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T-4s of 301 Hikotai and 305 Hikotai

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SAR aircraft: U-125, UH-60 and CH-47

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13For the rest of the day we moved along the runway to check out all the different positions, but unfortunately the light was never that good during the whole day. It might have been during the late afternoon, but the sun does not get around that much during this time of the year.

08During the afternoon we also decided to drive to Iruma in the evening. Though Iruma is in the middle of Tokyo, going there via the motorway was very smooth and we managed the trip in around 90 minutes. Staying with the tradition we watched our for a Love Hotel and found one not far from the motorway exit and quite close to the airbase. 37Dealing with the guy at the front desk was once again a bit complicated, but we soon found out that he charged some extra money as we arrived before 10pm and wanted to have the room for the whole night. We were lucky to pay it as we were once again really tired. When we got out the car again to pick up the stuff we saw two seniors also wanting to check in at this hotel. The old lady quickly covered her face and I am sure that they were alarmed the same way as we were surprised to see them there. The night was really cold as there was once again nearly no insulation and we did not find out before the next morning about how to get the air conditioning working...



33Iruma this day should become spotter's heaven! It all started very well with a bright blue sky in the morning and when we drove to the airfield around 7am I suddenly spotted Mt. Fuji - for the first time I have been in Japan. The majestic volcano, completely covered with snow, gleamed brightly on the horizon. What an amazing view that was! We quickly stopped and look for a good photo point to get a first photo of the holy mountain.


12Finding Iruma airbase, in the middle of the city, with the help of the navigation system was fortunately very easy and we were hoping for flights taking off direction south, as there is a really good spotting point at the north-eastern corner of the airbase. Unfortunately this was not the case, but that vantage point gave us a good first overview, and this was just stunning: the ramp was full of different aircraft: all the versions (Flightchecker, Training & ECM) of the YS-11, a C-130, several T-4s from different Squadrons, U-4s, of course several C-1 and we even spotted the sole existing EC-1!

Iruma's ramp

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36But 35for the photos we had to move on and were searching for a spot at the other end of the runway. The choice was easy as there are not many, but finding a good place to park our car was the problem due to the many houses and the narrow roads in that area. Somehow we succeeded in finding one and made our way uphill to the fence. The view from there was quite good, but it was bl..dy windy and thus very cold. After a security car drove by, we also got the attention of the nearby observation camera shortly afterwards, which was steadily following us when we moved position along the fence or went for a quick in the forest to keep us warm. Iruma was also the only place where we got a security check during this trip – and those were brave men, only dressed in a suit whereas we were freezing in our thick jackets and caps!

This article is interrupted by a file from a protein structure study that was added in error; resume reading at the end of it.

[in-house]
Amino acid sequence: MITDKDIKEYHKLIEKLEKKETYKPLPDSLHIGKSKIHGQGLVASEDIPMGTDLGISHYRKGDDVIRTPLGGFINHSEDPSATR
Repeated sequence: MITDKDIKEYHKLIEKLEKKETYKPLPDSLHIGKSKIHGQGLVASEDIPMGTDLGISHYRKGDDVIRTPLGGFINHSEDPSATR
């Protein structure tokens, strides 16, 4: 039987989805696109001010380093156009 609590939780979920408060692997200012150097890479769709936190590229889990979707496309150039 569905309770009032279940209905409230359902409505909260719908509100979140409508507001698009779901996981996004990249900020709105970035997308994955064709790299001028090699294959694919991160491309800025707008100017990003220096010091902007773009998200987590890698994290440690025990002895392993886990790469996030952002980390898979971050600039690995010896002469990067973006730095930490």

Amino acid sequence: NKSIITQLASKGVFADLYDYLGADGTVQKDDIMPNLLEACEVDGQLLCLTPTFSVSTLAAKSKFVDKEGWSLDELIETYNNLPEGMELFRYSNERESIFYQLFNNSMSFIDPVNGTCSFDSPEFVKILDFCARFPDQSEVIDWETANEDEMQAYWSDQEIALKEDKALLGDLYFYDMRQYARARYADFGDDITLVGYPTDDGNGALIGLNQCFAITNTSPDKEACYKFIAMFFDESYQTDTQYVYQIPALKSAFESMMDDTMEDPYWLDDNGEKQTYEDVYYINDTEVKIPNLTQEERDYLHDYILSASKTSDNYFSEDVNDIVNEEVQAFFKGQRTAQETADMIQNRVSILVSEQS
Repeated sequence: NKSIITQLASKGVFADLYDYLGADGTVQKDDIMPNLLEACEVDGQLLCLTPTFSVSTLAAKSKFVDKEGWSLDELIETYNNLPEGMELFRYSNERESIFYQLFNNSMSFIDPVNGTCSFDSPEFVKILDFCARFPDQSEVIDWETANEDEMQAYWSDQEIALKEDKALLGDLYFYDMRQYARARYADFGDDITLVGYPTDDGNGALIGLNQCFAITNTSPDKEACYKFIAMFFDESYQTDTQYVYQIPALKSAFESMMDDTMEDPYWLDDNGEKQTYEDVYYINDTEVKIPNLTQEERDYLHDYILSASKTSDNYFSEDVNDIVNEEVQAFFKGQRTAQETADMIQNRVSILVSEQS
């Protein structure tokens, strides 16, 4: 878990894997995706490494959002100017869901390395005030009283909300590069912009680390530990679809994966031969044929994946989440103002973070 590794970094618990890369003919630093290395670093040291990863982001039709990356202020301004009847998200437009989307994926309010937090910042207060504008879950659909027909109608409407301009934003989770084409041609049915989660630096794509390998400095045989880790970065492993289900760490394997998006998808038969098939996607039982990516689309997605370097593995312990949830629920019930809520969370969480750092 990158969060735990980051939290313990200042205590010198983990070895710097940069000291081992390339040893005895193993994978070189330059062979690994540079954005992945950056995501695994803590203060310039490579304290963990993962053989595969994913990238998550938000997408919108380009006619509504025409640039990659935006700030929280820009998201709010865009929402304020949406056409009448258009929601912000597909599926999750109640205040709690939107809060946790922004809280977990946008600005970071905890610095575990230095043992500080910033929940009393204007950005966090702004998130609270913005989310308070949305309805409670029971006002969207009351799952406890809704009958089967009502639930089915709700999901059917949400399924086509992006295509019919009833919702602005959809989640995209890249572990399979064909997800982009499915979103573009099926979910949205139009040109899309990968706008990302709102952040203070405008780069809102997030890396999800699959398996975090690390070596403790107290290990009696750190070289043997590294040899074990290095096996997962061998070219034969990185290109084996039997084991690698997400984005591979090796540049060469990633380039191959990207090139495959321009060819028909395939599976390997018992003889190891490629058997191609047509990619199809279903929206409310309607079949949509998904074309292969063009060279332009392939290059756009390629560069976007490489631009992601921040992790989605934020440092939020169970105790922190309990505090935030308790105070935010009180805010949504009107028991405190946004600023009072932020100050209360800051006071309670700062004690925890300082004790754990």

Flightchecker: YS-11 and U-125

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From this spot we took photos of the departures in the morning, thankfully listening to the advice of a Japanese spotter at Hyakuri ("be there before 8:30am, or it's too late") as it became very quiet afterwards. On some of the photos Mt. Fuji could even be seen in the background – how nice…

Transport assets: YS-11 & Gulfstream

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34As the sun is moving 11around to the other side during the day we made a short trip to the USAF Yotoka AFB during midday, but that was uneventful: only one C-130 to be seen, a DC-8 during take-off, and in a nearby factory we discovered a very nicely preserved F-104J, but unfortunately permission to take photos was not given at the gate. Thus we returned to Iruma again, but this time to the afternoon spot. Located at a busy street it is not the best one to have a relaxed afternoon, but the elevated view on the aircraft is incomparable! And once again many local spotters were present, and this was not only due to the good weather as we should learn soon…

more T-4s used as a shuttle

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C-130 and CH-47

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Around 2pm the afternoon wave of aircraft taxied out, and it was even better than in the morning. JASDF aircraft of all different kinds and colours appeared from behind the trees and hangars, and even another local police helicopter was flying, this time a BK117.

Police Helicopters

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But the aircraft everyone was waiting for was the unique EC-1, a special converted ECM-version of the C-1 transport aircraft. The Japanese spotters really got excited as the aircraft had obviously returned not long ago from an extended stay at the Gifu Flight Test Center, where it has been modified. For me this was also quite a sensation, as previously rumours were around that it has been converted back in a C-1 again and I thought that spotting it 2005 in Misawa would have been a unique occasion.

the unique EC-1

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26While EC-1 was taxiing out, it got so busy that there was suddenly a real 'traffic jam' on Iruma's taxiway: T-4s, a YS-11 and other aircraft were lining up and waiting for their take-offs as well, while another Gulfstream was doing some practice approaches.